When darkness is in our backyards, let's turn on the light


It shakes a person's world when something happens like the murder/womb raiding of 22-year-old Savanna LaFontain-Greywind of Fargo. One of the people arrested for that crime is Brooke Crews, who spent time living in the Perham area. The arrest is fresh—she has not been convicted—but this story has made people question the world in which we live in and to question humanity. When it becomes obvious that evil can lurk in your own backyard, it has the ability to change the way you look at things. The world can most certainly appear darker and more hopeless.

Perhaps there are people around the Perham area who knew Crews when she lived there who are now trying to recall their own interactions with her. Could she have done this? Maybe they're stuck comparing the person they knew to the person police believe murdered an 8-month pregnant woman to get her baby and then disposed of the young woman in the river. How does one reconcile that? It's Perham...Turtle Fest Perham. Yellowjackets Perham. Quaint downtown, beautiful lakes, down-to-earth people Perham. Does any of this make any sense? The criminal accusations leveled against Crews has a lot of people questioning so much.

Something similar happened in Detroit Lakes (albeit the person was convicted in this case) when Joseph Duncan III kidnapped two children from their Idaho home after killing their brother, mother and her boyfriend. He continually molested the siblings, 8-year-old Shasta Groene and 9-year-old Dylan Groene, before killing Dylan in front of his little sister. Unspeakable. Stomach-turning. People around Detroit Lakes were sick at the thought that not too long before that, Duncan had been roaming the streets of Detroit Lakes, where he was charged with molesting a small child at a playground. He had been out on bail in 2005 when he ran to Idaho to murder a random family.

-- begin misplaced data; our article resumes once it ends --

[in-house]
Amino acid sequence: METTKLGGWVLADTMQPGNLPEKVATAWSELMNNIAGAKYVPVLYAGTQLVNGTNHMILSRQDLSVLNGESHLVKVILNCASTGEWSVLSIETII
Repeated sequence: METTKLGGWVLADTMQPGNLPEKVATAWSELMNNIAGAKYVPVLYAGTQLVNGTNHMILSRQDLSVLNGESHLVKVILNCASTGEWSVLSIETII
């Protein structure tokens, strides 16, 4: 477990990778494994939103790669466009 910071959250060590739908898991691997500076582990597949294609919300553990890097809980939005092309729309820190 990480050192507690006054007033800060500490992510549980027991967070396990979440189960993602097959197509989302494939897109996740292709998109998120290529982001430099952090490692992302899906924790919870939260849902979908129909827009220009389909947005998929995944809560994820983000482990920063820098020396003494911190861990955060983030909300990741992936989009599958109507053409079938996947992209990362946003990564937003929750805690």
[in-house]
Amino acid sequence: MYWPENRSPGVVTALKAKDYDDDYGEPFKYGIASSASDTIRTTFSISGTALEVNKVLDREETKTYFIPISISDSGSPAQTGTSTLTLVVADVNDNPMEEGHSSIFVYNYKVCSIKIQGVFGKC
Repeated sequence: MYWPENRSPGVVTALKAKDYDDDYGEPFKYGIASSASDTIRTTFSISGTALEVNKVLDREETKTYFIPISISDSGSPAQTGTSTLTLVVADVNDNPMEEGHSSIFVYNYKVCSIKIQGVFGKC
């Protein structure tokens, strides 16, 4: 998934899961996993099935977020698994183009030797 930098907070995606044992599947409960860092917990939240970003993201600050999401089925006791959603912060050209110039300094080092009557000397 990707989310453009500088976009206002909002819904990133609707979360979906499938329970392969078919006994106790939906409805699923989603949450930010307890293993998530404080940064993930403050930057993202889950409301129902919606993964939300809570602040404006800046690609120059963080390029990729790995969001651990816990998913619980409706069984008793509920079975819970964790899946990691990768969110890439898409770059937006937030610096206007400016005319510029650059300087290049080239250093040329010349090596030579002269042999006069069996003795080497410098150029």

There will always be these grotesque reminders that sick, evil people live among us. This has always been the case throughout time though, and we mustn't let it change us for the worse because for every deranged psychopath we hear about, there are exponentially more who are good. Instead of hardening up and retreating to avoid the darkness, perhaps we should be doing more to become the light in our communities. Smile more. Judge less. Make it to church or a social gathering more often. Pitch in to volunteer for good causes. Get to know your neighbor and be the sort of person who is ready to help when needed. When we look around and wonder how the world has gone so crazy, let's keep turning our heads to get a full view of the world and the good that also lies within.